Drexel Convocation with Robert McCracken Peck

Remarks by President John A. Fry

Good morning. Thank you for being here.

Each new academic year brings new challenges, new opportunities and a new sense of excitement.
I’m looking forward to getting started.

Let me start by welcoming back our returning students, faculty and professional staff.

I also want to welcome all the new members of the Drexel community. This year’s freshman class is the largest and arguably the most talented in the University’s history.

One third of our new freshmen graduated in the top 10 percent of their senior class, and two thirds in the top 25 percent. No fewer than 55 were high school valedictorians or salutatorians. The class represents 42 states and 54 countries.

It also includes 50 new Liberty Scholars, outstanding Philadelphia students with financial need who will receive full scholarships. I am proud of the commitment Drexel has made to the Liberty Scholars program.

We also have an incredibly gifted new class of graduate students. They will make a big impact on Drexel’s outstanding teaching and research.

And the past year has seen an influx of talented professional staff, from the highest levels of administration through departments and operations across the University. Our strong community keeps getting stronger, and I wish you the best of luck in everything you do this year.

Last year when I addressed Convocation, I’d only been here a few months. I looked forward by necessity, taking the opportunity to lay out a plan for comprehensive investment in the neighborhoods around campus.

This year, we certainly could look back, with pride.

Our neighborhood initiatives, although they all exist on a long-term timeline, had some real successes and received amazing votes of confidence. In support of our efforts to improve neighborhood schools, PECO gave us one million dollars, and we established the Drexel-PECO Community Education Collaborative. Philanthropist Philip Lindy gave us 15 million dollars to name the Lindy Center for Civic Engagement and establish the Lindy Neighbors program. And our Employee Home Purchase Assistance program already has brought new families to the neighborhood.

These are great accomplishments. But I prefer to look forward, because this year promises achievements that will transform Drexel forever.

First, our strategic planning process continues, and we expect to complete this major milestone by early 2012. It will include an academic plan, an enrollment plan, a campus master plan for facilities and space and a capital campaign plan. With these plans in place, we’ll have a clear roadmap to guide our initiatives and allocate our resources for the next 5 years.

Second, our campus transformation will continue. We’ll see great progress this year on Westphal College’s URBN Center and LeBow College’s new building, which will be Drexel’s largest academic facility.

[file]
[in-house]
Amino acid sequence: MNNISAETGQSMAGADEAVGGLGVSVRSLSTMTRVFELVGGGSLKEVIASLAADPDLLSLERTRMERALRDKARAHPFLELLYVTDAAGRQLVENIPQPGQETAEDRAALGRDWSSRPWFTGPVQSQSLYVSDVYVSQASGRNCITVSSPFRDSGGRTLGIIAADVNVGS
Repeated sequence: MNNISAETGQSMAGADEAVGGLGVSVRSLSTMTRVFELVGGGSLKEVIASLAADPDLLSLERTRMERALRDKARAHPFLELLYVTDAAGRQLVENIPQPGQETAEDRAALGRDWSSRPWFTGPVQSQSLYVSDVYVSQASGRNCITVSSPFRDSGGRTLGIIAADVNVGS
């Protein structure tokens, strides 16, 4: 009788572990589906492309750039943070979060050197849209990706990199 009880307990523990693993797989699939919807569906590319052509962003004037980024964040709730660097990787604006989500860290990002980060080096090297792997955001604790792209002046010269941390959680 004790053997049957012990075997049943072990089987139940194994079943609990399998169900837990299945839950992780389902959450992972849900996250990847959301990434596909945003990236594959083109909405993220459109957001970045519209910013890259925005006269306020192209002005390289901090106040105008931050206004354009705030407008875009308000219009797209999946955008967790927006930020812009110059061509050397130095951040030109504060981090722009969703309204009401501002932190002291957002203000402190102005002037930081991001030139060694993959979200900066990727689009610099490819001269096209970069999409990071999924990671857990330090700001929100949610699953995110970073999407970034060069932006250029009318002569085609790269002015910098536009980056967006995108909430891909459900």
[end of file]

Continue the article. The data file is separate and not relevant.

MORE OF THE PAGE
We’ve also seen the future of biology research at Drexel, as our outstanding students and faculty fully occupy the brand-new Papadakis Integrated Sciences Building. I had the honor of presiding over the dedication of the building last week. It’s an amazing space, and if you haven’t seen it, I strongly recommend you visit.

Finally, we’ll begin to see the impact of an historic affiliation. This year, the Academy of Natural Sciences at Drexel University will become a reality.

Bringing these two world-class institutions together is the sort of bold move that enhances a city, a region, and the entire scientific community. The synergies between Drexel and the Academy are incredibly exciting.

We’ll be bringing together two outstanding teams of complementary researchers. All of these researchers will have access both to the extraordinary scientific collections of the Academy and to the laboratories and technology of Drexel.

Together, we’ll be much more competitive for public and private funding for scientific discovery. Our joint contributions to the natural and environmental sciences will be even greater.

The affiliation will create new opportunities for enhanced classroom and experiential learning for our students. For instance, next fall we will begin enrolling students in a new Department of Biodiversity, Earth and Environmental Sciences.

And we will bring strength together with strength to enhance public education at the Academy. Drexel’s School of Education is working with Academy educators to develop new programs for students of all ages and expand teacher training programs. And our Westphal College of Media Arts and Design is collaborating with the exhibit teams at the Academy to come up with new ways to share the Academy’s resources with visitors, from media-rich exhibits to smart-phone apps.

I’m so eager to see where this relationship takes us. It’s my pleasure today to offer you a window into the wonderful sense of scientific discovery, exploration and yes, adventure, that is part of the Academy’s charm.

Our keynote speaker today is a Senior Fellow at the Academy, and the curator of art and artifacts.
He is a writer, naturalist and historian who produces both scholarly and popular books and articles about the natural world. He is among the very best at translating science and exploration into language that engages specialists and nonspecialists alike.

It is my privilege to welcome to Drexel University Mr. Robert McCracken Peck.

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